Sonny Liew wants Eisner wins to boost arts scene
Graphic novelist Sonny Liew hopes his Eisner wins will ultimately lead to "a push for more dialogue and communication between the authorities and the arts community" here.
Asked for his reaction to netizens who had criticised the National Arts Council (NAC) for not mentioning his award-winning book The Art Of Charlie Chan Hock Chye in its congratulatory message, Liew, who won the three awards in San Diego last Friday, told The New Paper: "... it would be too easy otherwise to form antagonistic tribes caught up in conflicts no one actually wants to be in, instead of having everyone work together to nurture artists and the arts here in Singapore."
In 2015, the NAC withdrew an $8,000 publishing grant for the book. Mr Khor Kok Wah, senior director of the NAC's literary arts sector, said at the time that the novel breached funding guidelines as it "potentially undermines the authority or legitimacy of the Government and its public institutions".
Liew, 42, who was born in Malaysia, got his start more than 20 years ago by creating comic strips for TNP.
Frankie & Poo was the first comic strip that earned him money. He was paid $30 a day for the daily strips, which were partly inspired by Bill Watterson's Calvin & Hobbes.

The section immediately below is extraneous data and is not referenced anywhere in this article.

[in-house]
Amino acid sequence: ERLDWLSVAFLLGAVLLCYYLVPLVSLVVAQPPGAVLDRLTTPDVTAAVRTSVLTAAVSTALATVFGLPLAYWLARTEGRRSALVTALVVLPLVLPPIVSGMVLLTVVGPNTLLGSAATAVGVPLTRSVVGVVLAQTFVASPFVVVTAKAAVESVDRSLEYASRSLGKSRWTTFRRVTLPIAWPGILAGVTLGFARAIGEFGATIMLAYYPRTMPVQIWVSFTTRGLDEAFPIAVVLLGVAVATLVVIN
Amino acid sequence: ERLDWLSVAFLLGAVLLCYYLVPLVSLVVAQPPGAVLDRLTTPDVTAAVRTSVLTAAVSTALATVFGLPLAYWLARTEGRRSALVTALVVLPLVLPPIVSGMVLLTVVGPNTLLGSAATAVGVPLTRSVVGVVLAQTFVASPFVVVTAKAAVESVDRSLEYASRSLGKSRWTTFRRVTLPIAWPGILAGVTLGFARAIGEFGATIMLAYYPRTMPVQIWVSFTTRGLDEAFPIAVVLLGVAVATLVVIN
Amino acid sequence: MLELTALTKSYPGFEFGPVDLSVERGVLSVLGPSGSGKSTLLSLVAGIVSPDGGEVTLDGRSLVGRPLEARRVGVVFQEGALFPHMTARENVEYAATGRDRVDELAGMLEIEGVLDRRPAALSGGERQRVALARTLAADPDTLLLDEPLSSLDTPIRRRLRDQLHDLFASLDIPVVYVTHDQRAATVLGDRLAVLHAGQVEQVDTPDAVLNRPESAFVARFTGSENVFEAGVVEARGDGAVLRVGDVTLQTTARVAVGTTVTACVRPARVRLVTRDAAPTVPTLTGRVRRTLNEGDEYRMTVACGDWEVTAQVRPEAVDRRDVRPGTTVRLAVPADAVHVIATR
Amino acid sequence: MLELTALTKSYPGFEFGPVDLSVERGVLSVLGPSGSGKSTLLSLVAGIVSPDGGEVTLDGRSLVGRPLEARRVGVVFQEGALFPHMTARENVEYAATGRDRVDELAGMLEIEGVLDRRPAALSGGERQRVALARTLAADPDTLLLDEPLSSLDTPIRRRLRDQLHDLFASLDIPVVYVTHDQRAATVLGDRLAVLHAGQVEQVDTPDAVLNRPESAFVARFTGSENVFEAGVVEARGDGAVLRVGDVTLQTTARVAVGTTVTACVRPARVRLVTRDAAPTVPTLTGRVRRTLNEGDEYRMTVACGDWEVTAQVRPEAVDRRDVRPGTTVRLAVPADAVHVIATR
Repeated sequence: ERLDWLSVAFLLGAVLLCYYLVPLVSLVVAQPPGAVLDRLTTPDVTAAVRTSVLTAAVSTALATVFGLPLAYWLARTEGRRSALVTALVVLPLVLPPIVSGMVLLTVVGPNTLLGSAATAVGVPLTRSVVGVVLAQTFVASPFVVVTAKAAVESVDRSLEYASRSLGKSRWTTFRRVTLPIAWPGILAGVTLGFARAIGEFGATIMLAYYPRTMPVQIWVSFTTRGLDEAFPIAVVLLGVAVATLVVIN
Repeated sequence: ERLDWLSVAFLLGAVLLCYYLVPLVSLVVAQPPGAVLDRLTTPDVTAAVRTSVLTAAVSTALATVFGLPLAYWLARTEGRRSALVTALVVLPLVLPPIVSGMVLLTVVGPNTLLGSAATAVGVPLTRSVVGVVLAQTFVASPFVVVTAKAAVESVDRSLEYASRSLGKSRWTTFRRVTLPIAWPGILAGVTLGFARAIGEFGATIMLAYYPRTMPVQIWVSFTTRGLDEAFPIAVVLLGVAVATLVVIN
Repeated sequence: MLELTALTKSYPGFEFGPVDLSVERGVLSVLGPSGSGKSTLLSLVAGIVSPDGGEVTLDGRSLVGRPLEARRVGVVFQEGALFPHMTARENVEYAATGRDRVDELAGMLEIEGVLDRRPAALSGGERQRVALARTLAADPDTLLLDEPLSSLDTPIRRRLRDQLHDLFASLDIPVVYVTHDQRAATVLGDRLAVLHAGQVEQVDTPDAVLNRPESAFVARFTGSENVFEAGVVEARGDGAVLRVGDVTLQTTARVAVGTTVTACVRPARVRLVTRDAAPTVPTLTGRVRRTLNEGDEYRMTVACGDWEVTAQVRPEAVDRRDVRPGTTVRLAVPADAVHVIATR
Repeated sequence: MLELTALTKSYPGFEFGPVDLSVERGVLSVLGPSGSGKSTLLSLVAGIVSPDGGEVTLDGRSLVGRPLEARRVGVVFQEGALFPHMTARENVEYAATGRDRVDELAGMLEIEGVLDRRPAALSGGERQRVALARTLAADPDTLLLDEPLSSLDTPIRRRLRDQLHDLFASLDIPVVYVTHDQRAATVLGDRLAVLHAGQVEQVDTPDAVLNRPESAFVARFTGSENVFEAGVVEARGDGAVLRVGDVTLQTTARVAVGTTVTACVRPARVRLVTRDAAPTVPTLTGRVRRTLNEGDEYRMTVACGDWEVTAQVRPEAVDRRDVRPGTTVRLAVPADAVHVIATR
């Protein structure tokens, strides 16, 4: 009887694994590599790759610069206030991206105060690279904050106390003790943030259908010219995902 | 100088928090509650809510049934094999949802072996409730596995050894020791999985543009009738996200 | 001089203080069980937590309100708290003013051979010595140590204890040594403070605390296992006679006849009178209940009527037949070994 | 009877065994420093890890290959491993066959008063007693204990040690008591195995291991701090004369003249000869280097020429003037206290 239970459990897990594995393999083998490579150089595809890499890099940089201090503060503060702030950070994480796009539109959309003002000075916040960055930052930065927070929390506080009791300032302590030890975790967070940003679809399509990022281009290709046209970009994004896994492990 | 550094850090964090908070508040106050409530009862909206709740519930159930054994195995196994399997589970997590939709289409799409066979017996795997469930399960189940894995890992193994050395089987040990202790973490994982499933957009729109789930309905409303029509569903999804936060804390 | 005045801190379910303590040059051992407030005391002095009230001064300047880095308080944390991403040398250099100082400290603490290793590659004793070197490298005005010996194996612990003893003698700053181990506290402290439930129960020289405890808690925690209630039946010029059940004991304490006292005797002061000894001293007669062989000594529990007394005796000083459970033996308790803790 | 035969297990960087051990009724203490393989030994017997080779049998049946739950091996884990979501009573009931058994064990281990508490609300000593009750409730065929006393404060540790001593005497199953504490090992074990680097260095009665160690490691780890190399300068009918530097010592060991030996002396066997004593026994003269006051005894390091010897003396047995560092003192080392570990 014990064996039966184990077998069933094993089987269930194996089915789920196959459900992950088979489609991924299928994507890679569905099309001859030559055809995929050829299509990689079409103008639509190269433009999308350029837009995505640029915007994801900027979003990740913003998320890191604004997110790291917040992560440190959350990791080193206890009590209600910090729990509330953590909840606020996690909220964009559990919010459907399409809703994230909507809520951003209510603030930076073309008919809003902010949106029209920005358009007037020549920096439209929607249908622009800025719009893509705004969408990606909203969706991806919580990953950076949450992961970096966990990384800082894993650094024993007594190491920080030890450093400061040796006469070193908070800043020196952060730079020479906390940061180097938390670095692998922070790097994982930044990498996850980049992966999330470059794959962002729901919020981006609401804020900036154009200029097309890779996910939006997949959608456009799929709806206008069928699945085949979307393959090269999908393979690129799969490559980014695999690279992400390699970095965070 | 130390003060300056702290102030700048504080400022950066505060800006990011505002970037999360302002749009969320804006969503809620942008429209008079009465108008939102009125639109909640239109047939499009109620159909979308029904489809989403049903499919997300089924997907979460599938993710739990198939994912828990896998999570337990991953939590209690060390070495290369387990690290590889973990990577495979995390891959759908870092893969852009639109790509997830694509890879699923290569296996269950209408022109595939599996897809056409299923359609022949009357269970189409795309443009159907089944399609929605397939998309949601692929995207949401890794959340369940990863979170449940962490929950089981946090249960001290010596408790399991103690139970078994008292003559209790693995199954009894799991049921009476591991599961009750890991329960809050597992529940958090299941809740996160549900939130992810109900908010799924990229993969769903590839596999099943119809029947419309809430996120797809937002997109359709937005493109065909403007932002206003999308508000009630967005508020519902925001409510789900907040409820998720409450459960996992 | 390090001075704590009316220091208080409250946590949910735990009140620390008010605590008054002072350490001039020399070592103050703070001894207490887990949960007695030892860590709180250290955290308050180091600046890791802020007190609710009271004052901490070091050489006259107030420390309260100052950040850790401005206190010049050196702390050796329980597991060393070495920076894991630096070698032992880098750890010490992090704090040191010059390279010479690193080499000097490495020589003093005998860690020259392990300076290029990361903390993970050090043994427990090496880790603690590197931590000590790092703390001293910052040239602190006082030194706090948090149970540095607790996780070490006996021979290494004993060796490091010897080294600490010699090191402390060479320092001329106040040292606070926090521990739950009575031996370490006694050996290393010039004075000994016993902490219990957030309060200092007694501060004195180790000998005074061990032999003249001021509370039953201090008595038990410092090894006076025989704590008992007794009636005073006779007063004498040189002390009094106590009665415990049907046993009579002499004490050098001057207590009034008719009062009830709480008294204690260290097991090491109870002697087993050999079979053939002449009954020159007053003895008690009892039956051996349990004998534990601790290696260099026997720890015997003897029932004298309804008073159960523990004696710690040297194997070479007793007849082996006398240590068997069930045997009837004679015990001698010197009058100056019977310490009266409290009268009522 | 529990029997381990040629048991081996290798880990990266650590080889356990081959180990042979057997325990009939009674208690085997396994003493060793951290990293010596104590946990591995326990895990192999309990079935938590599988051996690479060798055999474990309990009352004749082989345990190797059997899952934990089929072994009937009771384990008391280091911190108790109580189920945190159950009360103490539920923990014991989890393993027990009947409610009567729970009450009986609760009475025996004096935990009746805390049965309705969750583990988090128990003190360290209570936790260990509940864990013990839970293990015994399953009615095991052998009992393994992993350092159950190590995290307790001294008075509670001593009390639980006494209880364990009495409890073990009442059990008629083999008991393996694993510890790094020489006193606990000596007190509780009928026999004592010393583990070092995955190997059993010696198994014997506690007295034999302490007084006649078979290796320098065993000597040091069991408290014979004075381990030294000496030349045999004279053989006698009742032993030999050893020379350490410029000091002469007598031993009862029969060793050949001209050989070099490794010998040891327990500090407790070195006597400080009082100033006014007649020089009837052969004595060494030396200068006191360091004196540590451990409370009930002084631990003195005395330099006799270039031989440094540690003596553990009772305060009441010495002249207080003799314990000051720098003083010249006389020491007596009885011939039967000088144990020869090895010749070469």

Liew was a student at Cambridge University and on summer break in Singapore when he sent in his samples to TNP.
He said: "It was the first time I got paid for drawing comics, and that whole process of thinking up ideas and stories, of fleshing them out with ink on paper, and having readers see the results in print afterwards... it was such an engaging experience.
"I knew after that I wanted to try to do something art-related as a career."
The black-and-white comic, which revolved around a Frankenstein-lookalike named Poo and a bear named Frankie, made its first appearance in TNP on Oct 3, 1994, and ran for about a year.
But it was teen comic book romance My Faith In Frankie, his co-creation with writer Mike Carey for Vertigo, an imprint of DC Comics, that proved to be a springboard for his career, he said.
Liew, the first Singaporean to win an Eisner, said he is "happy, but disbelieving" about how far he has come.
He added: "Like most life experiences, it can feel like a blink of an eye but also a lot of hard work when you really stop to think about it."
Next month, Liew will use the superhero genre to examine ageing and mortality issues in a new graphic novel for the stage for a Singapore International Festival of the Arts programme.
Liew, who is collaborating with theatre-maker Edith Podesta, will be demonstrating live drawings during the 90-minute performance called "Becoming Graphic".